Publication Date


Document Type

Student Project

First Advisor

Burton, James

Degree Name

B.S. (Bachelor of Science)


Department of Management


Laos is a developing country where quality education is in short supply. For the past years, teenagers and young adults have been applying for various scholarships to pursue their education somewhere else. According to (2022), Lao students are generally eligible for more than 1000 different international scholarships every year, this does not include the number of awardees each scholarship offers. The education ranges from high school, course, associate, undergraduate, graduate, and doctorate degrees. Most of these scholarships and financial aid are partial to full-expense funding.

Even though students apply and desire to be selected, they do not meet the minimum criteria for adequate education, English language proficiency, application filling skills, interview skills, leadership experiences, work experiences, community involvement, and, most importantly, the value of their identity and story. This issue can be solved if students have the right guidance and understanding of what they can do to prepare themselves for such opportunities at an early age.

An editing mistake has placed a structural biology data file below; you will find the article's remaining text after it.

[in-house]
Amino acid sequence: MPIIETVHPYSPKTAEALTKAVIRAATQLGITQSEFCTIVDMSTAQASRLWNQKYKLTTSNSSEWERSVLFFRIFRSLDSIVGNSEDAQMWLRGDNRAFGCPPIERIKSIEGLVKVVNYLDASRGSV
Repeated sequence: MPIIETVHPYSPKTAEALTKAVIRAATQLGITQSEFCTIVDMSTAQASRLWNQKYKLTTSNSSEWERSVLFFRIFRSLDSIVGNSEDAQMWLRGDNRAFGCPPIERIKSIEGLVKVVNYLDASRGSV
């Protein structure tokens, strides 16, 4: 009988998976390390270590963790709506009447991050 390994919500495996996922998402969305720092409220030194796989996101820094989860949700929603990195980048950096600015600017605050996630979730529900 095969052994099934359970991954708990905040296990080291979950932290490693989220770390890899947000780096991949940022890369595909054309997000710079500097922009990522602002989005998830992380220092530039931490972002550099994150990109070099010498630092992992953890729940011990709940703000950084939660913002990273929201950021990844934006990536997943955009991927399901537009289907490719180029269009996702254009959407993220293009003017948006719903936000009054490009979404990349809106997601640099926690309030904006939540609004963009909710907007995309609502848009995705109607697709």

The purpose of this project is to outline optimal and potential coaching and mentoring program for underprivileged and general students in Laos to ensure equal opportunities in applying for higher education scholarships abroad. Through a survey and secondary research, the program will explain the best ways students can prepare themselves for various scholarships. The survey has shown a major disconnect in what skills students believe to be essential to receive a scholarship compared to what scholarship providers look for. The programs will focus on coaching and mentoring students to lessen the equity gap between high and low-income families in Laos by allowing their children to have access to the knowledge and training they need to be successful in applying for scholarships; helping them to break through the cycle of poverty through higher education.

Included in

Leadership Commons